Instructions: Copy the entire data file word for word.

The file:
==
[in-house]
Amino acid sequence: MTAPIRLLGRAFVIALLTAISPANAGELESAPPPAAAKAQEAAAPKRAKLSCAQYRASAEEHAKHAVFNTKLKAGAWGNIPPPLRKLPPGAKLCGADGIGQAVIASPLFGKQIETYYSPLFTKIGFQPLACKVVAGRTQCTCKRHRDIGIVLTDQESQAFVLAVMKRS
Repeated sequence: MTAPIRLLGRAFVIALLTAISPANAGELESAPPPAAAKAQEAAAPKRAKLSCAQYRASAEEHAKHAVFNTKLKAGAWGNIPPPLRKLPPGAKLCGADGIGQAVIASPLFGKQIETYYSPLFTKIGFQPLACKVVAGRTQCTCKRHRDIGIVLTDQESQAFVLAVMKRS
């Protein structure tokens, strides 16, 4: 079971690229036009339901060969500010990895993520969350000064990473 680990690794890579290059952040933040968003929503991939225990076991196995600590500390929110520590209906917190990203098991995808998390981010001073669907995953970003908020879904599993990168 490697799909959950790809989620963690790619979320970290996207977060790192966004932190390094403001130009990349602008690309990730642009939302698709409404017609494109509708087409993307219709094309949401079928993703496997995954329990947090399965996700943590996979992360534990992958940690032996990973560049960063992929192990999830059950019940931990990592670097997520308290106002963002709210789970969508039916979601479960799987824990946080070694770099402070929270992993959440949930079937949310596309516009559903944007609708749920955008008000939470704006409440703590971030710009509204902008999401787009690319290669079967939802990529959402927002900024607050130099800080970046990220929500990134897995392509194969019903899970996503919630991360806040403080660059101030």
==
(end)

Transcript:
[in-house]
Amino acid sequence: MTAPIRLLGRAFVIALLTAISPANAGELESAPPPAAAKAQEAAAPKRAKLSCAQYRASAEEHAKHAVFNTKLKAGAWGNIPPPLRKLPPGAKLCGADGIGQAVIASPLFGKQIETYYSPLFTKIGFQPLACKVVAGRTQCTCKRHRDIGIVLTDQESQAFVLAVMKRS
Repeated sequence: MTAPIRLLGRAFVIALLTAISPANAGELESAPPPAAAKAQEAAAPKRAKLSCAQYRASAEEHAKHAVFNTKLKAGAWGNIPPPLRKLPPGAKLCGADGIGQAVIASPLFGKQIETYYSPLFTKIGFQPLACKVVAGRTQCTCKRHRDIGIVLTDQESQAFVLAVMKRS
């Protein structure tokens, strides 16, 4: 079971690229036009339901060969500010990895993520969350000064990473 680990690794890579290059952040933040968003929503991939225990076991196995600590500390929110520590209906917190990203098991995808998390981010001073669907995953970003908020879904599993990168 490697799909959950790809989620963690790619979320970290996207977060790192966004932190390094403001130009990349602008690309990730642009939302698709409404017609494109509708087409993307219709094309949401079928993703496997995954329990947090399965996700943590996979992360534990992958940690032996990973560049960063992929192990999830059950019940931990990592670097997520308290106002963002709210789970969508039916979601479960799987824990946080070694770099402070929270992993959440949930079937949310596309516009559903944007609708749920955008008000939470704006409440703590971030710009509204902008999401787009690319290669079967939802990529959402927002900024607050130099800080970046990220929500990134897995392509194969019903899970996503919630991360806040403080660059101030």